Fighting for Sage-Grouse

Today I looked at the calendar and came to the realization that I started my internship four weeks ago. Time is flying! The first week I was bombarded with a countless number of acronyms and planning handbooks. I am starting to get a handle on the acronyms. The planning process, on the other hand, is chock full of curve balls. By the end of my term, I will certainly have a handle on the required steps for new plans, revisions, and amendments that fall under the Federal Land Policy and Management Act. I have quickly learned that the real hurdle is attempting to achieve collaborative planning. This may be more of an ideal than a reality, because stakeholders will not be completely satisfied with the final outcome.

By week two, my two wonderful mentors had me knee deep in Wyoming’s role in the listing of sage grouse under the Endangered Species Act. Wyoming houses 50% of the population, so the welfare of the bird is truly dependent on Wyoming taking a lead role in the implementation of sage grouse conservation measures. The strategy going forward is called ‘core area’ protection (described in WY IM 2010-012 and -013). Sage grouse crucial habitat has been mapped and the plan is to set specific timing, distance, and density stipulations that keep disturbance to these areas at a bare minimum. Other key components to the strategy include maintaining habitat connectivity, reclamation of sage grouse habitat, and effective monitoring. Being that BLM land is managed for multiple-use and sustainable yield, there are a number of conflicting interests. It would be economically challenging to the state if the bird were listed. Therefore, it is in the best interest of industry to promote and implement the strategy which allows for the continuation of oil and gas leasing in addition to improved conservation measures.

The Wyoming State Office is heading the project of preparing an Environmental Impact Statement and Resource Management Plan Amendments for Casper, Kemmerer, Pinedale, Rock Springs, Newcastle, and Rawlins field offices. For each involved field office, I was assigned the task of transferring all the decisions from the resource management plans into tables and organized them by resource. For each resource, I took a stab at whether or not the decisions would need to be altered based on sage grouse policy and whether or not an Environmental Impact Statement would be required. The following week, I joined my two mentors on a whirlwind tour of four BLM field offices to kick-off the sage grouse amendment process. I am lucky to have the opportunity to work with two gentlemen that are extremely passionate about outdoor Wyoming. I have the inside scoop on Wyoming’s best fishing holes….hopefully I will lean to fish sometime soon!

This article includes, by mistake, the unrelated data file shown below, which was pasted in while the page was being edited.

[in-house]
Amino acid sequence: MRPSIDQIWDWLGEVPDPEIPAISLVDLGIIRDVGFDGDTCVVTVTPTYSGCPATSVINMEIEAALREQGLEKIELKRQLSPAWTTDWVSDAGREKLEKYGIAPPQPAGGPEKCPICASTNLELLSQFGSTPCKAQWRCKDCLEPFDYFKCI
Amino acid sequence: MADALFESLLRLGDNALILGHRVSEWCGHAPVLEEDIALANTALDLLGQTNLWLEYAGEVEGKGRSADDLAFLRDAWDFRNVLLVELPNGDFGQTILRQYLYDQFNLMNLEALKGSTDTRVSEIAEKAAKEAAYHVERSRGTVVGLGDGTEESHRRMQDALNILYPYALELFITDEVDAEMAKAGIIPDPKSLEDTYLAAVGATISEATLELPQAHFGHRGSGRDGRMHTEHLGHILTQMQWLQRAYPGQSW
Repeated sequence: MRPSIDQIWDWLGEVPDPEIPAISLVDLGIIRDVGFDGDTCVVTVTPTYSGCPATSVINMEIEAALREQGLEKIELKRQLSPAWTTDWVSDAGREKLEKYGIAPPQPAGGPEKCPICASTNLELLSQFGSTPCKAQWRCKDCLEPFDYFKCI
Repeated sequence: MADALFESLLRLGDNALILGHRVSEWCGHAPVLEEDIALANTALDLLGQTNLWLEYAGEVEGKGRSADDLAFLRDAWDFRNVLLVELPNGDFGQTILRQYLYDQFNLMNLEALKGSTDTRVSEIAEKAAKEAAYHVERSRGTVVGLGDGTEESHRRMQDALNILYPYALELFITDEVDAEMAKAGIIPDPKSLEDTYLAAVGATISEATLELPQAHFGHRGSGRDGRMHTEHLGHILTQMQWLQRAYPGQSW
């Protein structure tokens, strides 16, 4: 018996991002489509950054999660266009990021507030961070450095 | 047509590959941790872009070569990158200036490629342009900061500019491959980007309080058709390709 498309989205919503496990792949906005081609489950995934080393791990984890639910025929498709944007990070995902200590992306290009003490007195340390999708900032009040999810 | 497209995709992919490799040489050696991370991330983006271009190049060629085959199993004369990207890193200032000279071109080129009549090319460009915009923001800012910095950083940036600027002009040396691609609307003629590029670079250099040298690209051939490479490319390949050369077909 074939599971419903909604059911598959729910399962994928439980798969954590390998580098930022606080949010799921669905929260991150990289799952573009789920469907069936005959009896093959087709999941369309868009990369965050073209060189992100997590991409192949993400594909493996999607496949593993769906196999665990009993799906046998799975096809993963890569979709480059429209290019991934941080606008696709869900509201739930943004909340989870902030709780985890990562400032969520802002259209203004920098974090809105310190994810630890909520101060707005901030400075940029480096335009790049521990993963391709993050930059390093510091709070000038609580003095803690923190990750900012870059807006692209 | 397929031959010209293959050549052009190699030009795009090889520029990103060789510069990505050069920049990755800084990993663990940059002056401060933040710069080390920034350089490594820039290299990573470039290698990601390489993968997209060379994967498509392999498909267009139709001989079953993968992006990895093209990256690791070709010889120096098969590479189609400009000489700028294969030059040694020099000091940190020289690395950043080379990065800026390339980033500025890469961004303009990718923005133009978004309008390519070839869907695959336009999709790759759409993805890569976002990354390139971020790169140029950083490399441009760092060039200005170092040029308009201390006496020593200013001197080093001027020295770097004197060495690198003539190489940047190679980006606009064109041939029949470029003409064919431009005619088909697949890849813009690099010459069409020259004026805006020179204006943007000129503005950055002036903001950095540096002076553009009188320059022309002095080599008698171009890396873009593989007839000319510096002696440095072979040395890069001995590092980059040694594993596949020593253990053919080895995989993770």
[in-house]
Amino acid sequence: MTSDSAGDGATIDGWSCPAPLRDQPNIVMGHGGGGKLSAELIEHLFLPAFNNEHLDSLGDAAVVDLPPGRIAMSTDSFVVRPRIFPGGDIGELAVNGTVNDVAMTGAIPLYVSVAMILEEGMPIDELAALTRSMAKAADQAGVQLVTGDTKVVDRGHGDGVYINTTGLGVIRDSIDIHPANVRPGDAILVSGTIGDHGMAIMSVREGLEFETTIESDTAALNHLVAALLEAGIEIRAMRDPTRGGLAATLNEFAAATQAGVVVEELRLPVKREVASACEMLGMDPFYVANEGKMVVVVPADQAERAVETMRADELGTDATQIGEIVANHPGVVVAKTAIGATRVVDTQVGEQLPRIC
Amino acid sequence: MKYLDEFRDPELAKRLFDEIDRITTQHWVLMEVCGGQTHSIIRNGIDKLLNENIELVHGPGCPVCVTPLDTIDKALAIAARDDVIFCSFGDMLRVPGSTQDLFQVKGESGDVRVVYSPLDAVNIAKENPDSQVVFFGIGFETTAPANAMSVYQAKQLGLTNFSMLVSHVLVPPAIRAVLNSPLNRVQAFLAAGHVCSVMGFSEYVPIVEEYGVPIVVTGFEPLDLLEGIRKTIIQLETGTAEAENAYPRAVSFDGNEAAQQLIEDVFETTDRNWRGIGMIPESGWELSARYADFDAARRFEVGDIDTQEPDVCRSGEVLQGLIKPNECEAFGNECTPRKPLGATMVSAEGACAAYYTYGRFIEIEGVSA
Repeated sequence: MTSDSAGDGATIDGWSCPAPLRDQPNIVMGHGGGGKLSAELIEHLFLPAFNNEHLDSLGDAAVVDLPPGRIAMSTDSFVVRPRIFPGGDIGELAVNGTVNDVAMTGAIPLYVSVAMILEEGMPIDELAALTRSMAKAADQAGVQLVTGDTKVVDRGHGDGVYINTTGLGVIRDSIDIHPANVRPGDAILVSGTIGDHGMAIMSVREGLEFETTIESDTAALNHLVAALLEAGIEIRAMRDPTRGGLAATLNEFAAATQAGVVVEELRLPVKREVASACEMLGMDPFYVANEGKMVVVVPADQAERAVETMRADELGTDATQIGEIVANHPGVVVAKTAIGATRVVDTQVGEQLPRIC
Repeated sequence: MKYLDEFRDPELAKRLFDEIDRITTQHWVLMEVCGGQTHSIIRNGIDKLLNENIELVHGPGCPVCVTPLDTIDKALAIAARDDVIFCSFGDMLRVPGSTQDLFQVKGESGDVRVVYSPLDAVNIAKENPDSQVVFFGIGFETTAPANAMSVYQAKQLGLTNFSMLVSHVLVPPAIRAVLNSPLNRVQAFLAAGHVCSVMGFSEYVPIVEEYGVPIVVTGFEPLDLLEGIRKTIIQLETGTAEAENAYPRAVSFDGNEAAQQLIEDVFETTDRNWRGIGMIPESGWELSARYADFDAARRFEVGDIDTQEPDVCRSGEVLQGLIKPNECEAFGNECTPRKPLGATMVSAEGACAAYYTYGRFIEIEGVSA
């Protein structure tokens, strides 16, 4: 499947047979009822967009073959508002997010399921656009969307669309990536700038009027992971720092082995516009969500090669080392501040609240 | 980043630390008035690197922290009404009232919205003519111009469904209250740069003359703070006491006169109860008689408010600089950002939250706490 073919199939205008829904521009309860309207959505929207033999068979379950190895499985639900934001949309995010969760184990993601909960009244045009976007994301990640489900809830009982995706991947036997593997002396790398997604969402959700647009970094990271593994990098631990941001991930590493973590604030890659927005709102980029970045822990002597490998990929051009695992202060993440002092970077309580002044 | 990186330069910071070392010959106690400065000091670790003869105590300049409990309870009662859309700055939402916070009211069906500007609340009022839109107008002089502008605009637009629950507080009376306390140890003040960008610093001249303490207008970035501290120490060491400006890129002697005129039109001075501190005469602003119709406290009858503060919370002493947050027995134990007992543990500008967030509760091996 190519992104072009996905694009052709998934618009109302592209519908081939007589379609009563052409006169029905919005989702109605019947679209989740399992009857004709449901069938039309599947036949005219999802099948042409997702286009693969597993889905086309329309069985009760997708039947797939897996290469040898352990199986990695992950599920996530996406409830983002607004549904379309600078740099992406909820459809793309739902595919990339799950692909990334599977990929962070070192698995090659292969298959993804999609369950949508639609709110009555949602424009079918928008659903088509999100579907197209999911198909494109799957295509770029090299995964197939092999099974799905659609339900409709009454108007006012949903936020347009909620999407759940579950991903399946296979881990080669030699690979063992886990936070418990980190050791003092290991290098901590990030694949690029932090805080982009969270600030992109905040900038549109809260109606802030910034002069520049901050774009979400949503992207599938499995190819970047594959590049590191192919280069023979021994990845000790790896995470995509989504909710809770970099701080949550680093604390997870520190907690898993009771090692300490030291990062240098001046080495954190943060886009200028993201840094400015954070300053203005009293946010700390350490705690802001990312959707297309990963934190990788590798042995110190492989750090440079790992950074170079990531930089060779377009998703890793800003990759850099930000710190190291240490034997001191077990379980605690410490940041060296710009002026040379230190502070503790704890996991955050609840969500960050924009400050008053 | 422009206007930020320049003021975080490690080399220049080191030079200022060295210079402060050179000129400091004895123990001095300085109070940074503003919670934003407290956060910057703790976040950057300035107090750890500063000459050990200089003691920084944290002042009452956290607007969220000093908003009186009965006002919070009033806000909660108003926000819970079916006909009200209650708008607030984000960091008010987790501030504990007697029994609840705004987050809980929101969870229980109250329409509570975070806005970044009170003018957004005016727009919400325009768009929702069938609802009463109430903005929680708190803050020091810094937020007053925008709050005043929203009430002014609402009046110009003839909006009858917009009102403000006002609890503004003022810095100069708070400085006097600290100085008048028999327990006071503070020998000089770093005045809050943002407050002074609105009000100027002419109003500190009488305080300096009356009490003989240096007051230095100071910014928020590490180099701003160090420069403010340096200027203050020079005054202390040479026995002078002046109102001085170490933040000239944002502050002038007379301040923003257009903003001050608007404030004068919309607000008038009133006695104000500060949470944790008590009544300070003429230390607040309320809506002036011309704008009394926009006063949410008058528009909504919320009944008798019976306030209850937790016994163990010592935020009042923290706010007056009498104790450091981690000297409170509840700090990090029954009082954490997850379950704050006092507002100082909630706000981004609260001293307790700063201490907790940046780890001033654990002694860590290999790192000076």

At the first meeting, I was flabbergasted that it would take 2.5 years to complete the amendment process. This is supposedly a ‘rushed’ time schedule. I knew policy moved slowly in Washington, but my goodness keeping a high level morale among the people will be an additional task. Overall, the sage grouse kick-off meetings went quite well. There was some commotion and apprehension to jump on board to a daunting work load, but that is expected and warranted. The people are concerned about the welfare of the sage grouse and certainly want to do their best. By the end of the week, I had a full understanding of the tremendous amount of work that would be involved and clearly understood why a 2.5 year schedule would scare all involved parties.

Tiffany Gregg

Bureau of Land Management

Cheyenne, Wyoming